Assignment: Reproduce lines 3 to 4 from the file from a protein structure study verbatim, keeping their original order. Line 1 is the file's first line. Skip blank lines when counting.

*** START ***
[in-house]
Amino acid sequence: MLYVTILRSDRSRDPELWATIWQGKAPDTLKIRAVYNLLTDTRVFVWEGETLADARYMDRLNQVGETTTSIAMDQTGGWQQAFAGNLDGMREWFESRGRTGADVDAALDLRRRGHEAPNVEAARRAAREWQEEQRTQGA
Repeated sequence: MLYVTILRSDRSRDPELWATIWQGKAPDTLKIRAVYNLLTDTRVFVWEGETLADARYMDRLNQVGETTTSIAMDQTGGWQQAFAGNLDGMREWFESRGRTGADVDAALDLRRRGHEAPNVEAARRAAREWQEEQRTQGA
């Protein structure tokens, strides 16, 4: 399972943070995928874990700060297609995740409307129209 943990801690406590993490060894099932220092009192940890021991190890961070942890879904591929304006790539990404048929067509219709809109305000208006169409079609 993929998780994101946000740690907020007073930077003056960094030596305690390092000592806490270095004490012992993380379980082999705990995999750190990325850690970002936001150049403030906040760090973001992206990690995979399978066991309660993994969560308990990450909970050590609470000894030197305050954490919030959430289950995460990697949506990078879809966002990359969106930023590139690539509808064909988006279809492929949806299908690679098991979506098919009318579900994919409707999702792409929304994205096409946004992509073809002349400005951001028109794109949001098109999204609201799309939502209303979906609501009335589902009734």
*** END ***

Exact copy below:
Repeated sequence: MLYVTILRSDRSRDPELWATIWQGKAPDTLKIRAVYNLLTDTRVFVWEGETLADARYMDRLNQVGETTTSIAMDQTGGWQQAFAGNLDGMREWFESRGRTGADVDAALDLRRRGHEAPNVEAARRAAREWQEEQRTQGA
């Protein structure tokens, strides 16, 4: 399972943070995928874990700060297609995740409307129209 943990801690406590993490060894099932220092009192940890021991190890961070942890879904591929304006790539990404048929067509219709809109305000208006169409079609 993929998780994101946000740690907020007073930077003056960094030596305690390092000592806490270095004490012992993380379980082999705990995999750190990325850690970002936001150049403030906040760090973001992206990690995979399978066991309660993994969560308990990450909970050590609470000894030197305050954490919030959430289950995460990697949506990078879809966002990359969106930023590139690539509808064909988006279809492929949806299908690679098991979506098919009318579900994919409707999702792409929304994205096409946004992509073809002349400005951001028109794109949001098109999204609201799309939502209303979906609501009335589902009734």